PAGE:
ISLAMABAD - Pakistan on Saturday rejected the United States’ claim that Islamabad is borrowing from International Monetary Fund (IMF) to repay Chinese loans.

He told a press conference on Saturday that an IMF delegation will visit the country from November 7 to finalise terms and conditions for a three years bailout programme.

But he declared that government would not accept any loan programme with harsh and unacceptable conditions.

Talking about Washington’s claim, he remarked, “US claim is 100 percent wrong.” The IMF programme has nothing to do with Chinese loans, as Pakistan would have to repay only $300 million at average in next three years to China, he added.

The United States has recently said that it will examine closely Pakistan request for a loan from the IMF. It said that part of the reason that Pakistan found itself in this situation is Chinese debt.

Asad said that Chinese loans are long term and given on attractive lower interest rates to Pakistan. He further said that US is the largest contributor of resources for the IMF and has 16.4 percent of the votes on the Fund’s board. However, Pakistan is hopeful to get loan programme according to the charter of IMF.

Other steps to keep ship floating

Asad said that government is also working on stopgap arrangement, as finalisation of IMF programme would take couple of months. He vowed to enhance the exports to come out of the cycle of loans.

The government has taken measures to enhance exports including not increasing gas tariff and also plan to reduce power tariff for exports oriented sectors, the minister said. He also said that government would release the pending exports refunds of the exporters, which are currently around Rs100 to Rs150 billion.

The finance minister admitted that IMF programme would put negative impact on the people, as the government would have to take difficult decisions to bring country out of the economic crisis. The government had consulted with friendly countries before going into IMF programme.

Asad also dispelled the impression created by a statement of Information Minister Fawad Chaudhry that Saudi Arabia and United Arab of Emirates (UAE) had set tough conditions for financial assistance.

“It is totally wrong. No conditions were set by Saudi Arabia and UAE for financial assistance. Negotiations are still underway,” he added.

Also, negotiations with Saudi Arabia for purchasing oil on deferred payment are still underway, the minister revealed.

On a question, he informed that Pakistan would soon sign avoidance of double taxation treaty with Switzerland on the basis of the latest Organisation for Economic Cooperation and Development (OECD) model.

People must have drawn the money from Swiss accounts, which were under spotlight in last four years, he informed.

A burden of past

The minister said they were compelled to approach the IMF due to wrong economic policies of the past government that led to a huge current account deficit. He said he had never claimed that the government would not approach the Fund.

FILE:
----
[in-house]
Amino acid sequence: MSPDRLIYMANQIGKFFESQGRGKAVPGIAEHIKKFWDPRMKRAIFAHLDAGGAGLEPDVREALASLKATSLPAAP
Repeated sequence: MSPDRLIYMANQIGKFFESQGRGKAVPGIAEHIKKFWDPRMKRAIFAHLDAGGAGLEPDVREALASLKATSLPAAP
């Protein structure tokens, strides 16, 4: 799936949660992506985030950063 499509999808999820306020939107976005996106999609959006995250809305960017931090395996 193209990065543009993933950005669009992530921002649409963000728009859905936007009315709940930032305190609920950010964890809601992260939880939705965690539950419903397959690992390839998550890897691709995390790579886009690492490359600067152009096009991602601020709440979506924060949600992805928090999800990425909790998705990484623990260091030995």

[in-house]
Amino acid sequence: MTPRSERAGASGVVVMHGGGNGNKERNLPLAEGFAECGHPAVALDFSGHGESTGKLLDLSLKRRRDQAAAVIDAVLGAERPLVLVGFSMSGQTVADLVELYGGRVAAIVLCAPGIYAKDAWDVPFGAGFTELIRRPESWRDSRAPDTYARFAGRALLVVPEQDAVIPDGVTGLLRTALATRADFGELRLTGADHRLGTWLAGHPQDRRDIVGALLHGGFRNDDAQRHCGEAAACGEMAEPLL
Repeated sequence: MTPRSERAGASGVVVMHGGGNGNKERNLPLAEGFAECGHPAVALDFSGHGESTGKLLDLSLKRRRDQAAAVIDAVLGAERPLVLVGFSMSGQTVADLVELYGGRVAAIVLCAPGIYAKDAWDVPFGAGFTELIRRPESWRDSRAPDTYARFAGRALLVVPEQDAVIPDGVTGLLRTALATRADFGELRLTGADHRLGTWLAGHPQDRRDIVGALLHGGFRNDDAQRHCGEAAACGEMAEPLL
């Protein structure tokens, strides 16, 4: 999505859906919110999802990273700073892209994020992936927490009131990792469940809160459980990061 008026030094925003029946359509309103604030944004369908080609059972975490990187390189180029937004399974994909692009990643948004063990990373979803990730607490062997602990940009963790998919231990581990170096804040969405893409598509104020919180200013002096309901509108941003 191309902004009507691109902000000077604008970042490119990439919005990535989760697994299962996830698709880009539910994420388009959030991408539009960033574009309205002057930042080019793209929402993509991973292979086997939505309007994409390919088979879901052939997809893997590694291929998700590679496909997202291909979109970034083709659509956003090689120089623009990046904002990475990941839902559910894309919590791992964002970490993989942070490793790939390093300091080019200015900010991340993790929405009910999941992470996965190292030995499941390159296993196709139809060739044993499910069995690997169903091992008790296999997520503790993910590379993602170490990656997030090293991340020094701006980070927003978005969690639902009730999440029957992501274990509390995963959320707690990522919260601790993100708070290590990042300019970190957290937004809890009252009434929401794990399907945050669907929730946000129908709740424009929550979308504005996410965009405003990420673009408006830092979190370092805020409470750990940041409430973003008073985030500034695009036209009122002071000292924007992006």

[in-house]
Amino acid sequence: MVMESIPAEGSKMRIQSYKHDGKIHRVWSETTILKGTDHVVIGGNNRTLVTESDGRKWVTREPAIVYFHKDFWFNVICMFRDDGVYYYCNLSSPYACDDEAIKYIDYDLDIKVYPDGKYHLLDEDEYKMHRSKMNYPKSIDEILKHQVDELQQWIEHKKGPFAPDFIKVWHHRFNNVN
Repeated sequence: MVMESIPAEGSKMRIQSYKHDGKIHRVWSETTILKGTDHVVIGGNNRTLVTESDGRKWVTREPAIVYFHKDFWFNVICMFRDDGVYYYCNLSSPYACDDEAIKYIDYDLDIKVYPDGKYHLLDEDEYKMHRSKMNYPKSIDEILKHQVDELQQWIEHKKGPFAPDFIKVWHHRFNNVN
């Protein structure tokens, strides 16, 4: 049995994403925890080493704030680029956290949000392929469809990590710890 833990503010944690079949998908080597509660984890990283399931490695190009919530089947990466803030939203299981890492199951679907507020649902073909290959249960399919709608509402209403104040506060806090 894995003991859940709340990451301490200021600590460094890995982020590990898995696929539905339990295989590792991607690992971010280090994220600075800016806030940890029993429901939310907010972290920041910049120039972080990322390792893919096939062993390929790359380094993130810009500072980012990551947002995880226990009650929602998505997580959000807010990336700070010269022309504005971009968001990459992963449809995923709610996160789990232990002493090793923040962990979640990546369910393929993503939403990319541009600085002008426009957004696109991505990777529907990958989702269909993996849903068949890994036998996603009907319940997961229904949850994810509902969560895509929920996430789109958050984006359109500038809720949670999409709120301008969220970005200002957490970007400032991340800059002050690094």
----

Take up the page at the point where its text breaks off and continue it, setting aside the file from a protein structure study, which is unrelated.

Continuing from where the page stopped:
“At present, the total shortfall of the country’s foreign exchange reserves is around $12 billion, which cannot be bridged through the IMF loan. The government will also utilise other sources for the purpose,” he said.

Giving further details, Asad said the current account deficit was around $3 billion each month in last three months (April to June) of previous fiscal year.

“The foreign exchange reserves had fallen to only $8.4 billion in September 2018 from highest $18.9 billion of September 2016. Therefore, the bailout was unavoidable,” he explained.

The minister said during his meetings with the IMF officials in Bali, Indonesia, the two sides expressed the desire that it might be the last bailout package for Pakistan.

“We have sought the package only to get relief for the time being and run the country’s economic system smoothly,” he said.

“Meanwhile, we will improve our capacity by gradually reducing trade deficit, increasing foreign remittances, improving tax revenues, and introducing other revenue generation measures in a bid to avoid the IMF packages in future”.

Asad Umar said that Pakistan had so far taken 18 IMF programmes since its independence. Eleven of them were taken by the democratic governments and seven in military regime.

The PML-N had taken two IMF programmes, in 1997 and 2013. The PPP had approached IMF 9 times, he said.

The minister held the previous PML-N government responsible for the current economic situation. The next government however would not have to approach IMF as PTI government would address the economic issues of the country within its five years tenure, he assured.

Rupee depreciation

Asad disclosed that State Bank of Pakistan (SBP) had given instructions to the banks for recent rupee depreciation that resulted in an all-time high value of dollar of Rs138 in open market last week.

He said that ministry of finance would not intervene in the market to control the rupee value, but he claimed that their policy of currency rate determination by the open market had nothing to do with IMF programme.

“The rupee had depreciated by 26 percent and interest rate enhanced by 2.75 percent during December 2017 to October 2018 when there was no IMF programme in the country,” he pointed out.

Rupee has to depreciate when government is not taking right decisions, foreign exchange reserves are declining and budget deficit is widening, he explained.

Asad was all praise for his predecessor as the incumbent minister claimed that PML-N had no other option apart from approaching IMF. He added “It was not Ishaq Dar’s fault to seek bailout”.